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Old 11-05-2014, 10:01 AM   #1
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Electric generator/charger?

Is there such a thing as an electric generator?

I'm converting my Elco to an electric motor but my range is 4 hours under perfect conditions, so I'm hoping to get a generator for extended trips.

That said, my yard is recommending a portable gas generator that can be hauled around but I'm just wondering if there's a portable electric one.

I think with the constant innovation w these electric motors that maybe there is an electric generator out there so thought I'd ask.

Does anyone have experience with this?
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Old 11-05-2014, 10:11 AM   #2
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If you mean a generator powered by an electric motor, the answer is no since it fundamentally violates the laws of conservation of energy (those are laws of physics, not human behavior laws).

The issue is that the amount of electricity that goes into such a generator to run it is more than the electricity that you get out, so all the device does is waste energy.

If I understand your boat setup, you have an electric boat that runs off batteries, correct? This theoretical electric powered generator would also run off the batteries, and return generated power to the batteries, right? But since it takes more power to run the generator than it produces, it would just drain your batteries faster, not charge them.
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Old 11-05-2014, 10:22 AM   #3
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I was thinking a portable generator, one that I charge before the trip so if my batteries are running low during the trip, I can charge her enroute. That's what the portable gas generator is used for.

My motor is the Elco motor w 6 deka 8D AGM glass matte wet cell batteries.

Here's the vision: I'm cruising in choppy swells & I'm 30 minutes away from my destination but my batteries are low cuz of rough seas. The portable generator will charge my batteries as I'm cruising to avoid running out of power before I can get to my destination. It's just an extra charge, just in case I run low.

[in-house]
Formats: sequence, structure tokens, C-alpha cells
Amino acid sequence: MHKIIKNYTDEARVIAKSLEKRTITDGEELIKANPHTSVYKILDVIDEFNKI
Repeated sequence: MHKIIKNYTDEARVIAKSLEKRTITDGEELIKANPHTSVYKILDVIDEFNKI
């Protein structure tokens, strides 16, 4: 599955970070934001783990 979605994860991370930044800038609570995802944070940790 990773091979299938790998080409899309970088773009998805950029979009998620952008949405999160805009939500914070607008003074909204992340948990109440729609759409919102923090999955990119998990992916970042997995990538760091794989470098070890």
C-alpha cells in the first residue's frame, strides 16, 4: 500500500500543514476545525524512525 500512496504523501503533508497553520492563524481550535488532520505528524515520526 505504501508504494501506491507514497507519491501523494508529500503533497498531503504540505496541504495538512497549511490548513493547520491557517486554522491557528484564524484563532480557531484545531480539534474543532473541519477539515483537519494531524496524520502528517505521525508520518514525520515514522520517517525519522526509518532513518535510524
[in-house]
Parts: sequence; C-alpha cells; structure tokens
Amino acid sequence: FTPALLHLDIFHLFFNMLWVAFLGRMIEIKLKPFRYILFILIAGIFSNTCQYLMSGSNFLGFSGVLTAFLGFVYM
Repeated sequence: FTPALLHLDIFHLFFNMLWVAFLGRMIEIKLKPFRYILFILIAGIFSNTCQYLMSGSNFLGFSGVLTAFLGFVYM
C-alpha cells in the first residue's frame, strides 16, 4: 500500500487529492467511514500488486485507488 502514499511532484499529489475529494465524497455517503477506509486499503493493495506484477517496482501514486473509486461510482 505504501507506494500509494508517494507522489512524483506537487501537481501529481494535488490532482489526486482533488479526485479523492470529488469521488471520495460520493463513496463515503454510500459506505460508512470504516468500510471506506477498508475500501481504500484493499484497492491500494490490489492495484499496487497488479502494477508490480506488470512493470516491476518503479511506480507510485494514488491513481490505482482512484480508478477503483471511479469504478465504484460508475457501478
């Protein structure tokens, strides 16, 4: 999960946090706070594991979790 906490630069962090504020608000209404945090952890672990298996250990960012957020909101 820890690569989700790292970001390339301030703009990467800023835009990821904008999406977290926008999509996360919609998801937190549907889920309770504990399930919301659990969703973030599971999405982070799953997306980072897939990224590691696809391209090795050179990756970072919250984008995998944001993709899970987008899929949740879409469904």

Does that make sense?
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Old 11-05-2014, 10:32 AM   #4
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I was looking at a boat on Yachtworld the other day that had an electric wing engine that could be powered by a diesel generator when the batteries started running low. I can't remember the boat but I think it was a Nordhavn. The question I had was how efficient that setup was versus a diesel wing engine.
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Old 11-05-2014, 10:38 AM   #5
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Yeah, I need to do some research. I like the idea of something portable but I want it to be small & not too heavy for me to lug around. :-) I thought an electric generator would be smaller but I'm not sure they make it yet. The electric motors in boats are still rather new, I think. Cars are more advanced -I think Tesla may have a portable charger, now that I think about it...

I need to do more research...
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Old 11-05-2014, 10:39 AM   #6
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Quote:
Originally Posted by Starside View Post
I was thinking a portable generator, one that I charge before the trip so if my batteries are running low during the trip, I can charge her enroute. That's what the portable gas generator is used for.

My motor is the Elco motor w 6 deka 8D AGM glass matte wet cell batteries.

Here's the vision: I'm cruising in choppy swells & I'm 30 minutes away from my destination but my batteries are low cuz of rough seas. The portable generator will charge my batteries as I'm cruising to avoid running out of power before I can get to my destination. It's just an extra charge, just in case I run low.